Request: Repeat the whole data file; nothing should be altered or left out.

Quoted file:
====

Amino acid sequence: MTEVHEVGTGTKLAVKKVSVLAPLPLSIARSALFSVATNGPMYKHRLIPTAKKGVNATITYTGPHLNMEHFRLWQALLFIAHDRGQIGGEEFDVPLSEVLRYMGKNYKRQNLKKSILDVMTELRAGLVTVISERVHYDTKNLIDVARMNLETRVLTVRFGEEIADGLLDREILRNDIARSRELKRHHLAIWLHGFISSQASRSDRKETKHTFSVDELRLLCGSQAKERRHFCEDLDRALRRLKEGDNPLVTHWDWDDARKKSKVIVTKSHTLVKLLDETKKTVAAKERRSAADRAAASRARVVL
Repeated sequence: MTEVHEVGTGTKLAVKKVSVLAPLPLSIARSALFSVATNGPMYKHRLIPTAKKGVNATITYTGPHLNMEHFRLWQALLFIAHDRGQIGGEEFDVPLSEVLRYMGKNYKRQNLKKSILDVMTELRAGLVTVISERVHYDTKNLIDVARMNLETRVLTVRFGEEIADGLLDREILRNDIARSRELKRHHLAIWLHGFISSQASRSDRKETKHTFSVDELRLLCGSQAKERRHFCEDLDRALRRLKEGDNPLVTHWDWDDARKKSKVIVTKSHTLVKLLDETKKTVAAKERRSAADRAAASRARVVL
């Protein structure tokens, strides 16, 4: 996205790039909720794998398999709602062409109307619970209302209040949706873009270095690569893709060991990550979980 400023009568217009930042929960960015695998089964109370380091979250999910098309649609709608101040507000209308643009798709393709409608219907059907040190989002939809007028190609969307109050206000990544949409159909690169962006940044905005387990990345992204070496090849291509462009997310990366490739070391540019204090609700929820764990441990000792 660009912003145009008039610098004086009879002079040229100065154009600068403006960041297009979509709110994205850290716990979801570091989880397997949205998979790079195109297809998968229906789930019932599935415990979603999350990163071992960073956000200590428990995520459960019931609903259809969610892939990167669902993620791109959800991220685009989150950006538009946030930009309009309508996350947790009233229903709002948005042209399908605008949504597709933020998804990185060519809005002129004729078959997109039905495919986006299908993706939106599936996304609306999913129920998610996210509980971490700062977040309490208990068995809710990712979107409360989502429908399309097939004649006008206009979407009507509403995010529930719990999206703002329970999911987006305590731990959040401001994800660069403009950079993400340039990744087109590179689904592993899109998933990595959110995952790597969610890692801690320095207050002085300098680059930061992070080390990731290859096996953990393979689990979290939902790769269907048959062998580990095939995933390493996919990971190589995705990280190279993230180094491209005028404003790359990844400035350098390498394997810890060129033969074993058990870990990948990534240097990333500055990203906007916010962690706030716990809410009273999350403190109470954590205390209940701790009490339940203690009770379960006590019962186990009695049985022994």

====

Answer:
Amino acid sequence: MTEVHEVGTGTKLAVKKVSVLAPLPLSIARSALFSVATNGPMYKHRLIPTAKKGVNATITYTGPHLNMEHFRLWQALLFIAHDRGQIGGEEFDVPLSEVLRYMGKNYKRQNLKKSILDVMTELRAGLVTVISERVHYDTKNLIDVARMNLETRVLTVRFGEEIADGLLDREILRNDIARSRELKRHHLAIWLHGFISSQASRSDRKETKHTFSVDELRLLCGSQAKERRHFCEDLDRALRRLKEGDNPLVTHWDWDDARKKSKVIVTKSHTLVKLLDETKKTVAAKERRSAADRAAASRARVVL
Repeated sequence: MTEVHEVGTGTKLAVKKVSVLAPLPLSIARSALFSVATNGPMYKHRLIPTAKKGVNATITYTGPHLNMEHFRLWQALLFIAHDRGQIGGEEFDVPLSEVLRYMGKNYKRQNLKKSILDVMTELRAGLVTVISERVHYDTKNLIDVARMNLETRVLTVRFGEEIADGLLDREILRNDIARSRELKRHHLAIWLHGFISSQASRSDRKETKHTFSVDELRLLCGSQAKERRHFCEDLDRALRRLKEGDNPLVTHWDWDDARKKSKVIVTKSHTLVKLLDETKKTVAAKERRSAADRAAASRARVVL
């Protein structure tokens, strides 16, 4: 996205790039909720794998398999709602062409109307619970209302209040949706873009270095690569893709060991990550979980 400023009568217009930042929960960015695998089964109370380091979250999910098309649609709608101040507000209308643009798709393709409608219907059907040190989002939809007028190609969307109050206000990544949409159909690169962006940044905005387990990345992204070496090849291509462009997310990366490739070391540019204090609700929820764990441990000792 660009912003145009008039610098004086009879002079040229100065154009600068403006960041297009979509709110994205850290716990979801570091989880397997949205998979790079195109297809998968229906789930019932599935415990979603999350990163071992960073956000200590428990995520459960019931609903259809969610892939990167669902993620791109959800991220685009989150950006538009946030930009309009309508996350947790009233229903709002948005042209399908605008949504597709933020998804990185060519809005002129004729078959997109039905495919986006299908993706939106599936996304609306999913129920998610996210509980971490700062977040309490208990068995809710990712979107409360989502429908399309097939004649006008206009979407009507509403995010529930719990999206703002329970999911987006305590731990959040401001994800660069403009950079993400340039990744087109590179689904592993899109998933990595959110995952790597969610890692801690320095207050002085300098680059930061992070080390990731290859096996953990393979689990979290939902790769269907048959062998580990095939995933390493996919990971190589995705990280190279993230180094491209005028404003790359990844400035350098390498394997810890060129033969074993058990870990990948990534240097990333500055990203906007916010962690706030716990809410009273999350403190109470954590205390209940701790009490339940203690009770379960006590019962186990009695049985022994």